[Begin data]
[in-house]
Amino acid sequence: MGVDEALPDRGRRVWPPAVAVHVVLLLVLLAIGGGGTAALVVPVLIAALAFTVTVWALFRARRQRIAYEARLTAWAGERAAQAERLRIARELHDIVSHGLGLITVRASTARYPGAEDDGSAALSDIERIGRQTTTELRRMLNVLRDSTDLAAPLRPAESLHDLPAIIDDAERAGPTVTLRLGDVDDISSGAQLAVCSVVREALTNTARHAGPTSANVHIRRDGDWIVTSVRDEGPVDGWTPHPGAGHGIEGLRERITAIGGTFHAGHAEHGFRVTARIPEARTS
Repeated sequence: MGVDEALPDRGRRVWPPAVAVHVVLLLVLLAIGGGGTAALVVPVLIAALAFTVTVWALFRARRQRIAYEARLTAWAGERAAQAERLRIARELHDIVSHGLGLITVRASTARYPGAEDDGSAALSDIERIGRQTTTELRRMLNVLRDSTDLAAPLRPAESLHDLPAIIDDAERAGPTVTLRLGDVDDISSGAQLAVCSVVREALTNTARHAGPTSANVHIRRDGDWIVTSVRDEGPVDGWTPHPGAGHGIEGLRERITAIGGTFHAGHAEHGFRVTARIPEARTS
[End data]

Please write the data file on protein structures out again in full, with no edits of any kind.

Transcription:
[in-house]
Amino acid sequence: MGVDEALPDRGRRVWPPAVAVHVVLLLVLLAIGGGGTAALVVPVLIAALAFTVTVWALFRARRQRIAYEARLTAWAGERAAQAERLRIARELHDIVSHGLGLITVRASTARYPGAEDDGSAALSDIERIGRQTTTELRRMLNVLRDSTDLAAPLRPAESLHDLPAIIDDAERAGPTVTLRLGDVDDISSGAQLAVCSVVREALTNTARHAGPTSANVHIRRDGDWIVTSVRDEGPVDGWTPHPGAGHGIEGLRERITAIGGTFHAGHAEHGFRVTARIPEARTS
Repeated sequence: MGVDEALPDRGRRVWPPAVAVHVVLLLVLLAIGGGGTAALVVPVLIAALAFTVTVWALFRARRQRIAYEARLTAWAGERAAQAERLRIARELHDIVSHGLGLITVRASTARYPGAEDDGSAALSDIERIGRQTTTELRRMLNVLRDSTDLAAPLRPAESLHDLPAIIDDAERAGPTVTLRLGDVDDISSGAQLAVCSVVREALTNTARHAGPTSANVHIRRDGDWIVTSVRDEGPVDGWTPHPGAGHGIEGLRERITAIGGTFHAGHAEHGFRVTARIPEARTS